Beginning with a birth defect from her late father’s exposure to agent orange, Elena’s journey with epilepsy is unlike any I’ve come across. Two broken ankles, the passing of her father, brain surgeries, and a sweet service pup are just a few of the details in Elena’s story. She has been put through the fire and come out stronger. If you’re prepared to learn and be inspired, give her story a read.
Name: Elena Halfhill
Location: Miami, Florida
Interests and hobbies: Harry Potter, painting, jigsaw puzzles.
Occupation: I worked as a Rehab Tech in a hospital up until January 2019 when my dad passed.
Three words to describe epilepsy: Invisible but Real
What do you remember about your first seizure?
I didn't even think it was a seizure. It was a twitch of the arm that progressed into full grand mal seizures over the span of about 2 months. They began as small muscle spasms so the doctors didn’t think it was serious.
How has having epilepsy changed the way you see the world?
It has made me think about how everyone has their own circumstances and those shouldn’t be undermined or judged. Whether you can see their illness or not, everyone deserves respect.
What advice do you have for people who are caring for a loved one with epilepsy?
There are going to be good days but there are going to be bad ones as well. Don’t panic just comfort and let them know that you’re there and won’t leave. Sometimes all that’s needed is a little comfort and support knowing that there’s someone who won’t leave.
What keeps you going?
My family, my service dog Wally, and the thought that there are others going through the same thing I am.
How did you and Wally find each other?
I was paired up with him through an organization called Patriot Paws. Since my seizures are caused by my dad's military service, the VA (Veteran's Administration) helped me get in contact with them and they assessed my needs and Wally has been my partner in crime ever since.
Wally alerts to my seizures about 30 seconds before they happen. He also alerts to any drop in blood sugar. I have depression and anxiety so, (especially recently) he is trained to interrupt any self destructive behavior. For example, if I were crying in a ball on the floor, he is trained to nudge my face up or lick me until I 'snap' out of it.
What would you tell someone who was recently diagnosed?
You have seizures. Seizures don’t have you. Invisible illnesses are still real and it’s going to be tough but it gets better and you have to be your own advocate.
Elena’s story in her own words:
When I was 10 years old, my arm started to have small twitches and over the weeks, the twitches progressed. I told my mom about it but she thought it was growing pains and dismissed them. Finally, one night we were in the living room and my arm twitched up into the air with my head turning. She dropped what she was doing and drove to the ER where we sat all night just for the ER doctor to tell me it was stress and that I should count to 10.
Over the next couple of months, I would go from Neurologist to Pediatrician with no answers. My Neurologist requested an EEG which would be the first of many. I didn’t know what it was but I was terrified anyway. That began the two years of repeat testing. MRIs, CTs, PET scans, SPECT scans, Angiograms, countless blood tests, psychological testing, and more. This was when I was paired up with my now furry best friend and service dog, Wally, an 85 pound dalmatian. He never leaves my side and tells me when I’m about to have one or if I need to calm down and take it easy.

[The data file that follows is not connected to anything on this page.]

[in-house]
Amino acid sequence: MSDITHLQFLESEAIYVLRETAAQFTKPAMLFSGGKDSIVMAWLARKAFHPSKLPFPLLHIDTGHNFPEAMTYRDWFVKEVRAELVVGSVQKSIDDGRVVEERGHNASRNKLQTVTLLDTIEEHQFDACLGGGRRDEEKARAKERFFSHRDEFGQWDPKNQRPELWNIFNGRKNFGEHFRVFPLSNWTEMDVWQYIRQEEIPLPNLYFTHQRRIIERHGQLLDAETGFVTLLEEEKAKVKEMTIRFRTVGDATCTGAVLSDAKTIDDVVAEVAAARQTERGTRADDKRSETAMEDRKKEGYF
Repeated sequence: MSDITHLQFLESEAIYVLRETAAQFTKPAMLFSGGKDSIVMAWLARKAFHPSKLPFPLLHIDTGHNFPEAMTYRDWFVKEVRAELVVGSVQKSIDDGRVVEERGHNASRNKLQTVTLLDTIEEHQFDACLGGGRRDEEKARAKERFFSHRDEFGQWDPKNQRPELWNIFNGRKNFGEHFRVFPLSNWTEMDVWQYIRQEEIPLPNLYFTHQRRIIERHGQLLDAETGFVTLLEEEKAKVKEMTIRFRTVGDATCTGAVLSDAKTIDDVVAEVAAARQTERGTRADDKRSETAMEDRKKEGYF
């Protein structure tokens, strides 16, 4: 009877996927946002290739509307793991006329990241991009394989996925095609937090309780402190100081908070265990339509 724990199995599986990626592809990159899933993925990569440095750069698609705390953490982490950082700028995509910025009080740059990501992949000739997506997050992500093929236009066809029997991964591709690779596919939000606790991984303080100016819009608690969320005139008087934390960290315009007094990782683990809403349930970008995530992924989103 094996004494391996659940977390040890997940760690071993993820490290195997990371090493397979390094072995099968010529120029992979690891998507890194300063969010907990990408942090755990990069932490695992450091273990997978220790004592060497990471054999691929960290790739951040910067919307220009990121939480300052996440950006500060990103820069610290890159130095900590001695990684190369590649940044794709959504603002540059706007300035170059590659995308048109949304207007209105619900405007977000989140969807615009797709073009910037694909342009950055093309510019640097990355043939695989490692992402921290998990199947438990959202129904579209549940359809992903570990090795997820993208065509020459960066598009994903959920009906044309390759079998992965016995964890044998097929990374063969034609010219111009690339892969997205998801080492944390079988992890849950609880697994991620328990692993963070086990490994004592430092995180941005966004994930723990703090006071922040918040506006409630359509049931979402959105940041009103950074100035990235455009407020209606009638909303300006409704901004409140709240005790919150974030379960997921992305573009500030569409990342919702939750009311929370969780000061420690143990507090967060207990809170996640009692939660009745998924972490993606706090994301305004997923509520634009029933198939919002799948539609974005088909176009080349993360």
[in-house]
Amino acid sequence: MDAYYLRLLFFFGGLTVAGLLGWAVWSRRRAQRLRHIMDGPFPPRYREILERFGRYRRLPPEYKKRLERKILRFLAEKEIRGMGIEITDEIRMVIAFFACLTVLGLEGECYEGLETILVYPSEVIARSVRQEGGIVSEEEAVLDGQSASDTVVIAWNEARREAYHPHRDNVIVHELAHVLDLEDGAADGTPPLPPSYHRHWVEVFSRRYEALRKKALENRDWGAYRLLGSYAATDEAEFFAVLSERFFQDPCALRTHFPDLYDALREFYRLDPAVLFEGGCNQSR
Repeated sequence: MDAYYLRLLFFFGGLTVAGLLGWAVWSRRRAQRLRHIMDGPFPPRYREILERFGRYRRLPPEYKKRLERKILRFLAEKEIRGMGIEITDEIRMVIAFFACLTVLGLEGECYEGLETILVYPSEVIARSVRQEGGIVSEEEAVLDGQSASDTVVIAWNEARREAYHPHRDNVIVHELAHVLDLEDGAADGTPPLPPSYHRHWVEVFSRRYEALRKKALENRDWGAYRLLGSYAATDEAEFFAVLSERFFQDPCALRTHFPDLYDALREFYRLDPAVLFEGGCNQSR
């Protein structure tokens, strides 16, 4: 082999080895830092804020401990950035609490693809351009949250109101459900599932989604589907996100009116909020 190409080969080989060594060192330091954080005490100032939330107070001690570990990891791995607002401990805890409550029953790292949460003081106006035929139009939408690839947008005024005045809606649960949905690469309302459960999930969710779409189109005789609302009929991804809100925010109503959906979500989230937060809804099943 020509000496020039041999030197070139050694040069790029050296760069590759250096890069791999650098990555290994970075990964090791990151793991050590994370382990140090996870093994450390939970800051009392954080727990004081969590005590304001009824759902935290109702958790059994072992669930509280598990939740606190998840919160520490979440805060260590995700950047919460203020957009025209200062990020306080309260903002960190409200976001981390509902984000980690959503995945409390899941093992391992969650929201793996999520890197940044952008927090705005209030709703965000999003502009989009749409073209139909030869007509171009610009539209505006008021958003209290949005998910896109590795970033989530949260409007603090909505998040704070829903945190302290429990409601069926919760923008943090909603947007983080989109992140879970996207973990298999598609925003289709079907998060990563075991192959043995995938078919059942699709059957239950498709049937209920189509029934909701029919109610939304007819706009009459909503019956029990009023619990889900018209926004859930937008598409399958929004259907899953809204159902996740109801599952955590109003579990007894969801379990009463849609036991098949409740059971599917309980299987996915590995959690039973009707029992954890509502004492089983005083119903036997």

After two years, the doctors had discovered that I had a rare genetic form or a birth defect called a Cavernous Vascular Malformation, caused by my father’s exposure to Agent Orange in the Vietnam War. In the summer of 2011, I went through 2 open skill surgeries in one week. I started school 2 weeks later.
March 5, 2015. I won’t forget this day because this was the day that my life would change. After my surgery, I was slowly taken off my seizure medication and deemed “normal” as I like to say. But on this day, I had a massive breakthrough seizure that I don’t even remember having. That was the day that I was put back on a medicine cocktail and went back under “lock and key.”
My most recent seizure was April 30, 2019. It was a big surprise for me and now I’ve began looking for a Neurologist since I am now 21 and too old for my Pediatric doctors at the children’s hospital. The neurologist that I saw while at the hospital this past April/May, said that the recent events in my life probably contributed to the seizure.
I had broken both of my ankles back in May, yes both at the same time. I spent the summer in a wheelchair or stuck in bed, started my Masters’ degree that August, worked the entire time. I think the snapping point was when my dad died this past January. He was my best friend and my biggest advocate when it came to my ‘head stuff’ he liked to call it. He was always there for me when I had questions and when I needed help. All of a sudden he wasn’t. My world came crashing down. I dropped classes, quit my job, isolated myself in my apartment. It was bad.
Now, I’m trying to get my act together. I’m going to therapy for my depression, grief, and major anxiety. I’m trying to make more friends that can understand exactly what I’m going through instead of talking to people who think they know but don’t have constant worry of having a seizure.
The doctors know about my condition data wise, but they don’t know about my condition. They don’t know how it feels to have a seizure.
I’m not my seizures, I’m not epilepsy. I’m Elena and I have seizures. seizures don’t have me.
You can find Elena on Instagram @ehlenaaaaah_